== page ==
Anglo-Saxon Chronicle. 02 Aug 1100. And thereafter on the morning after Lammas day was the King William (age 44) shot in hunting, by an arrow from his own men, and afterwards brought to Winchester [Map], and buried in the cathedral.130 This was in the thirteenth year after that he assumed the government. He was very harsh and severe over his land and his men, and with all his neighbours; and very formidable; and through the counsels of evil men, that to him were always agreeable, and through his own avarice, he was ever tiring this nation with an army, and with unjust contributions. For in his days all right fell to the ground, and every wrong rose up before God and before the world. God's church he humbled; and all the bishoprics and abbacies, whose elders fell in his days, he either sold in fee, or held in his own hands, and let for a certain sum; because he would be the heir of every man, both of the clergy and laity; so that on the day that he fell he had in his own hand the archbishopric of Canterbury, with the bishopric of Winchester, and that of Salisbury, and eleven abbacies, all let for a sum; and (though I may be tedious) all that was loathsome to God and righteous men, all that was customary in this land in his time. And for this he was loathed by nearly all his people, and odious to God, as his end testified:-for he departed in the midst of his unrighteousness, without any power of repentance or recompense for his deeds. On the Thursday he was slain; and in the morning afterwards buried; and after he was buried, the statesmen that were then nigh at hand, chose his brother Henry (age 32) to king. And he immediately131 gave the bishopric of Winchester to William Giffard; and afterwards went to London; and on the Sunday following, before the altar at Westminster, he promised God and all the people, to annul all the unrighteous acts that took place in his brother's time, and to maintain the best laws that were valid in any king's day before him.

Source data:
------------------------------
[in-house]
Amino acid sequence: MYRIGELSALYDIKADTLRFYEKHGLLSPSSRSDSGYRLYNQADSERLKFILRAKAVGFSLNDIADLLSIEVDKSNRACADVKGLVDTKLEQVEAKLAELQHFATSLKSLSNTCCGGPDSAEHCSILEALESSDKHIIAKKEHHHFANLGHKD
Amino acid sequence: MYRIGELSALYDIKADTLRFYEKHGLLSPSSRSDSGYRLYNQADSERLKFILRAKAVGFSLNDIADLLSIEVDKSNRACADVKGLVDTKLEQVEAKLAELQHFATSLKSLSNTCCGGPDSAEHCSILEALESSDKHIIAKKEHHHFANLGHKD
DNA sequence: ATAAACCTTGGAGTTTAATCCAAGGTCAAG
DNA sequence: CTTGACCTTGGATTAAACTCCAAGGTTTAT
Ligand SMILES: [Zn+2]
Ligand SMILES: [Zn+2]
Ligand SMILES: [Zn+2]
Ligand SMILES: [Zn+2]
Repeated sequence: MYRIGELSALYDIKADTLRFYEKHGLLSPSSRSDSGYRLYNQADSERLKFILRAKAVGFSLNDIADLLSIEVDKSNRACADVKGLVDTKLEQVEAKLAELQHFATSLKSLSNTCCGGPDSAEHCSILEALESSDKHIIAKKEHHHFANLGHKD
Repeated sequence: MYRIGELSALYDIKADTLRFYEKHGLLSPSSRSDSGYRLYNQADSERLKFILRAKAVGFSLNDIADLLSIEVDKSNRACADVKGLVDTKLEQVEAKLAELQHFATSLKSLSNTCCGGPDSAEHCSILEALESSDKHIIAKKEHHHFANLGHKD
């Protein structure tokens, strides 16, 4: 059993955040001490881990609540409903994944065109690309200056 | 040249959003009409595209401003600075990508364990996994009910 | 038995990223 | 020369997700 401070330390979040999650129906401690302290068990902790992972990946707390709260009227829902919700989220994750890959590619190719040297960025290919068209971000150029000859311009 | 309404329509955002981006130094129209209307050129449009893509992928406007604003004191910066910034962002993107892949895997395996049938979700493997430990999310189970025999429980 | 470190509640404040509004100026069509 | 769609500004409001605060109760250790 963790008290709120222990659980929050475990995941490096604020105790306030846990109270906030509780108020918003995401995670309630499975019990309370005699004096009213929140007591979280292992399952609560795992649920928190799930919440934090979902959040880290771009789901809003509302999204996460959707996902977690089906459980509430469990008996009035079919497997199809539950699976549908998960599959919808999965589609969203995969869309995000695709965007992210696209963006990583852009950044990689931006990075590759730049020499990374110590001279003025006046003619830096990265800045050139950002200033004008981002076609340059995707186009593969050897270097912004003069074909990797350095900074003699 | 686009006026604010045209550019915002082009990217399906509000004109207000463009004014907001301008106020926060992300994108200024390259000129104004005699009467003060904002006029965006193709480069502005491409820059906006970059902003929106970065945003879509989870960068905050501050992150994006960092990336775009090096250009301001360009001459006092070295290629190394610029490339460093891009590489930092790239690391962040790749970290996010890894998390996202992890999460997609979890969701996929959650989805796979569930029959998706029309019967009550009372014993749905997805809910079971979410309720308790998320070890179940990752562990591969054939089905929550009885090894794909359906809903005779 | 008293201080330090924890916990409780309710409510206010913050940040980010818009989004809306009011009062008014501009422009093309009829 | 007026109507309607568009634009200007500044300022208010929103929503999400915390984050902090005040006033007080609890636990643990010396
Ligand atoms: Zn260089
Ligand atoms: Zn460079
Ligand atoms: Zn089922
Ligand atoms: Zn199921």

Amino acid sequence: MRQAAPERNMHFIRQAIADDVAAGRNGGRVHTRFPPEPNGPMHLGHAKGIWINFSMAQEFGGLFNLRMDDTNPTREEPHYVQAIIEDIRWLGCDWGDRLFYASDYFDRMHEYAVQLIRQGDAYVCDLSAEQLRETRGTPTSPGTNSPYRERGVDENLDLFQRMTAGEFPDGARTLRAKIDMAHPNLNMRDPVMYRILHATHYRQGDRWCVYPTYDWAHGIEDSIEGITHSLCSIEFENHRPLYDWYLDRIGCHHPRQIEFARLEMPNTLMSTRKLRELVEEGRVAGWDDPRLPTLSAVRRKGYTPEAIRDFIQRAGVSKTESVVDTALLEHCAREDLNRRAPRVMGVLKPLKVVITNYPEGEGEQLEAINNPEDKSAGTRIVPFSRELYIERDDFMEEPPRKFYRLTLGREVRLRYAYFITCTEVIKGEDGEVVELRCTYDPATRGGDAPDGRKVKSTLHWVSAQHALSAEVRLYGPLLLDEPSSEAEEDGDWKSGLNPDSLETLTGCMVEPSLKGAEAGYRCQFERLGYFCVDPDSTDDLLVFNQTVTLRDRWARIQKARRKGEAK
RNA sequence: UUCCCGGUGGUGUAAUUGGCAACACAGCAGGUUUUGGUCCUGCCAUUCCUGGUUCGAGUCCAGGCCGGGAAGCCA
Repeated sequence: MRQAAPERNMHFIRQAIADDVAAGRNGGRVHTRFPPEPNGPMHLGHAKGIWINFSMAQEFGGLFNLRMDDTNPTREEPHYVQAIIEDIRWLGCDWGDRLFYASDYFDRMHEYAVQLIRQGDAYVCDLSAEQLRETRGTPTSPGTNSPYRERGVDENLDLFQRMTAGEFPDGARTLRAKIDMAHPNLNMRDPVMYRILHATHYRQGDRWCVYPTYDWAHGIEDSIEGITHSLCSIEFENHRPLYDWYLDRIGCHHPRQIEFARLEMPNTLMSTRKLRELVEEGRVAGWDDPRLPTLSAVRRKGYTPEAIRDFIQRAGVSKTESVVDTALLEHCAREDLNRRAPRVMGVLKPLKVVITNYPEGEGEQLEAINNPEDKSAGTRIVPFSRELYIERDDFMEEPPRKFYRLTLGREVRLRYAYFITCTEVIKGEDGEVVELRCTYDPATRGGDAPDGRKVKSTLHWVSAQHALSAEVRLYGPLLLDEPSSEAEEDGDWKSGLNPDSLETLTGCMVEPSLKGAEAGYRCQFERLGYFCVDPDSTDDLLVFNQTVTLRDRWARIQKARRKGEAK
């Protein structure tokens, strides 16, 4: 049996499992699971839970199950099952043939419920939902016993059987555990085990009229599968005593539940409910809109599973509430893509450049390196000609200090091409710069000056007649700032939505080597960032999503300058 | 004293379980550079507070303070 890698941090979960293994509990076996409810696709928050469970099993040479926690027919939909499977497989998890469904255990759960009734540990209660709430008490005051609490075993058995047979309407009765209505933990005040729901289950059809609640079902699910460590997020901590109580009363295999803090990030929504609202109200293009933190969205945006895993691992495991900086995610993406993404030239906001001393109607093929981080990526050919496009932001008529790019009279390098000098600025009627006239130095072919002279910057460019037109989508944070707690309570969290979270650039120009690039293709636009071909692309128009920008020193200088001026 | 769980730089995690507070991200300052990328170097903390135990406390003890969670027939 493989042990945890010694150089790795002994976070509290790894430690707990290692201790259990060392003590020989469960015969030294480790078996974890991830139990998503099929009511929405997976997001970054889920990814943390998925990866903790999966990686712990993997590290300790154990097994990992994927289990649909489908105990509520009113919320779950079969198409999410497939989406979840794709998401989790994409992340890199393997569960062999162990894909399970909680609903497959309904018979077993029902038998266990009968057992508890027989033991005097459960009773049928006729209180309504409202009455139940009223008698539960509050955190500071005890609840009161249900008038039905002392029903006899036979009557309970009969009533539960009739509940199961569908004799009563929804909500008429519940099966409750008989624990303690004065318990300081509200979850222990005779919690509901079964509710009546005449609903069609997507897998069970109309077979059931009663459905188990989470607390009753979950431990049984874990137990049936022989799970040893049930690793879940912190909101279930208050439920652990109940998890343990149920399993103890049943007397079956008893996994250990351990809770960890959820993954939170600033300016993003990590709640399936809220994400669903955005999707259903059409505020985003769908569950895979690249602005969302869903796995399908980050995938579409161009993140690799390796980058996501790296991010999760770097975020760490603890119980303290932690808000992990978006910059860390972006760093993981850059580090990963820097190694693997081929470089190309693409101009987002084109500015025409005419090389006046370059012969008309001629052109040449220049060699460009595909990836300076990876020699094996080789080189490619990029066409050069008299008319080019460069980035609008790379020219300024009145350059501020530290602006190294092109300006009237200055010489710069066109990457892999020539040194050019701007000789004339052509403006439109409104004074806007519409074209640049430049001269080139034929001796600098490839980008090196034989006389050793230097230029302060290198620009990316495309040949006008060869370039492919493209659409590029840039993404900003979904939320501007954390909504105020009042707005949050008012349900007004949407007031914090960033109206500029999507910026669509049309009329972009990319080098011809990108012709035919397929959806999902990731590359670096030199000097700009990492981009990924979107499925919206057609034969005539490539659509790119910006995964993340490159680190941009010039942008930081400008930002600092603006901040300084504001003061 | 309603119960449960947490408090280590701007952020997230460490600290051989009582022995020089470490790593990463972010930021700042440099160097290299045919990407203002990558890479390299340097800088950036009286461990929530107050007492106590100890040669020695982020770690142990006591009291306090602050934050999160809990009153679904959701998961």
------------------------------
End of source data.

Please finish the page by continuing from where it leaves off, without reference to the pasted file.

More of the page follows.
Note 130. His monument is still to be seen there, a plain gravestone of black marble, of the common shape called "dos d'ane"; such as are now frequently seen, though of inferior materials, in the churchyards of villages; and are only one remove from the grassy sod.